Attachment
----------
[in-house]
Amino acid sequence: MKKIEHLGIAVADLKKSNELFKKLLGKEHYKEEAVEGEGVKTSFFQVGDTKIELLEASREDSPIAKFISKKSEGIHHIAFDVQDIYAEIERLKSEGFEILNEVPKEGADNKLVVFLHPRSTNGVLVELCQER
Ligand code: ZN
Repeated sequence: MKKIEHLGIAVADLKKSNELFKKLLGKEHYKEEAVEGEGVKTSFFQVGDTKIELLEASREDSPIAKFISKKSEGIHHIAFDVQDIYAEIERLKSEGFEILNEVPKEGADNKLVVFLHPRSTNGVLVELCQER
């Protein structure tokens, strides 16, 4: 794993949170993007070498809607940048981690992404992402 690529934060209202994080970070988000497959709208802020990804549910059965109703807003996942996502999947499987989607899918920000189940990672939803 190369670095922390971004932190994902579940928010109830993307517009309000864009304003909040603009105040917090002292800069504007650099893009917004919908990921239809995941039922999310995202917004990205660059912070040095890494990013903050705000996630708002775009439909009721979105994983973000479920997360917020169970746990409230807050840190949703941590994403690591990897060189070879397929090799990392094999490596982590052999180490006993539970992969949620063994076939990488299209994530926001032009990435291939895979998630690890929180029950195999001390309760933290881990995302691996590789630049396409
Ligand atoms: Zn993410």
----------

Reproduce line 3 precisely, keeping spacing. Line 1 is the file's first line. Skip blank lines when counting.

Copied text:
Ligand code: ZN